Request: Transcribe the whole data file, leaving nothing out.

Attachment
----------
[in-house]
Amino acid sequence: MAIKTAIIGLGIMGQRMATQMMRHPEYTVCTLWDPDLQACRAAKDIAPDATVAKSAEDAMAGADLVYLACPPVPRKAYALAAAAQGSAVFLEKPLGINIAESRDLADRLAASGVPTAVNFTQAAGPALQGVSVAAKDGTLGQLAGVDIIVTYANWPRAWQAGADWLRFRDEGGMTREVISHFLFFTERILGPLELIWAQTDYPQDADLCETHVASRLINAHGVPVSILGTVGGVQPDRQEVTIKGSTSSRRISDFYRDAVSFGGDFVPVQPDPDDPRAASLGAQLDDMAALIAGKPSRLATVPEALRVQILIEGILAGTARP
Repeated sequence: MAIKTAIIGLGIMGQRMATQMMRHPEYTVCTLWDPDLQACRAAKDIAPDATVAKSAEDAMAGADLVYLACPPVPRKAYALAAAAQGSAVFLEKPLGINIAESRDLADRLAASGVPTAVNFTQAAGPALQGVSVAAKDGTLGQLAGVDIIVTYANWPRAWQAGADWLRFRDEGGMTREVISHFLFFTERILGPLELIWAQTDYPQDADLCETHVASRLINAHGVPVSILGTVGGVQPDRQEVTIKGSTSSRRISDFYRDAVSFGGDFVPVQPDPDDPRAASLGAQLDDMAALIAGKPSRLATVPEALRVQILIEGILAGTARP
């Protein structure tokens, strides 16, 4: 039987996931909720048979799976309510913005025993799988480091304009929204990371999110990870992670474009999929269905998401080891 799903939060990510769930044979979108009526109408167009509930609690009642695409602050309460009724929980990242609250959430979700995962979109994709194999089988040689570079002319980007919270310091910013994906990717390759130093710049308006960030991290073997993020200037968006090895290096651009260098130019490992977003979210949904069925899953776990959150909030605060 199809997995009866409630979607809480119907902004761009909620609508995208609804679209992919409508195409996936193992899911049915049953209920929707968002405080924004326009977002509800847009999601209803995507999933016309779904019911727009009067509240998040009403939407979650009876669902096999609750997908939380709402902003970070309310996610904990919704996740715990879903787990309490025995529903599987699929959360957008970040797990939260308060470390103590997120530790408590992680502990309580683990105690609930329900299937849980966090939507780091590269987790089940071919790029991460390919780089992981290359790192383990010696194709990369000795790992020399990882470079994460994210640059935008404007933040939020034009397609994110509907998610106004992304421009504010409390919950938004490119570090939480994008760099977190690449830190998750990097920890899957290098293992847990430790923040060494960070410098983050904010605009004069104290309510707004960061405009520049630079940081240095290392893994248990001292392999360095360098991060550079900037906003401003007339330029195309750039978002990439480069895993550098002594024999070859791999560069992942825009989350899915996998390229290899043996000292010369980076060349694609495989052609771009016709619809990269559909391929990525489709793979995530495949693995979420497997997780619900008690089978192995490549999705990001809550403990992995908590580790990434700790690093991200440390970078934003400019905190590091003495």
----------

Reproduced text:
[in-house]
Amino acid sequence: MAIKTAIIGLGIMGQRMATQMMRHPEYTVCTLWDPDLQACRAAKDIAPDATVAKSAEDAMAGADLVYLACPPVPRKAYALAAAAQGSAVFLEKPLGINIAESRDLADRLAASGVPTAVNFTQAAGPALQGVSVAAKDGTLGQLAGVDIIVTYANWPRAWQAGADWLRFRDEGGMTREVISHFLFFTERILGPLELIWAQTDYPQDADLCETHVASRLINAHGVPVSILGTVGGVQPDRQEVTIKGSTSSRRISDFYRDAVSFGGDFVPVQPDPDDPRAASLGAQLDDMAALIAGKPSRLATVPEALRVQILIEGILAGTARP
Repeated sequence: MAIKTAIIGLGIMGQRMATQMMRHPEYTVCTLWDPDLQACRAAKDIAPDATVAKSAEDAMAGADLVYLACPPVPRKAYALAAAAQGSAVFLEKPLGINIAESRDLADRLAASGVPTAVNFTQAAGPALQGVSVAAKDGTLGQLAGVDIIVTYANWPRAWQAGADWLRFRDEGGMTREVISHFLFFTERILGPLELIWAQTDYPQDADLCETHVASRLINAHGVPVSILGTVGGVQPDRQEVTIKGSTSSRRISDFYRDAVSFGGDFVPVQPDPDDPRAASLGAQLDDMAALIAGKPSRLATVPEALRVQILIEGILAGTARP
């Protein structure tokens, strides 16, 4: 039987996931909720048979799976309510913005025993799988480091304009929204990371999110990870992670474009999929269905998401080891 799903939060990510769930044979979108009526109408167009509930609690009642695409602050309460009724929980990242609250959430979700995962979109994709194999089988040689570079002319980007919270310091910013994906990717390759130093710049308006960030991290073997993020200037968006090895290096651009260098130019490992977003979210949904069925899953776990959150909030605060 199809997995009866409630979607809480119907902004761009909620609508995208609804679209992919409508195409996936193992899911049915049953209920929707968002405080924004326009977002509800847009999601209803995507999933016309779904019911727009009067509240998040009403939407979650009876669902096999609750997908939380709402902003970070309310996610904990919704996740715990879903787990309490025995529903599987699929959360957008970040797990939260308060470390103590997120530790408590992680502990309580683990105690609930329900299937849980966090939507780091590269987790089940071919790029991460390919780089992981290359790192383990010696194709990369000795790992020399990882470079994460994210640059935008404007933040939020034009397609994110509907998610106004992304421009504010409390919950938004490119570090939480994008760099977190690449830190998750990097920890899957290098293992847990430790923040060494960070410098983050904010605009004069104290309510707004960061405009520049630079940081240095290392893994248990001292392999360095360098991060550079900037906003401003007339330029195309750039978002990439480069895993550098002594024999070859791999560069992942825009989350899915996998390229290899043996000292010369980076060349694609495989052609771009016709619809990269559909391929990525489709793979995530495949693995979420497997997780619900008690089978192995490549999705990001809550403990992995908590580790990434700790690093991200440390970078934003400019905190590091003495």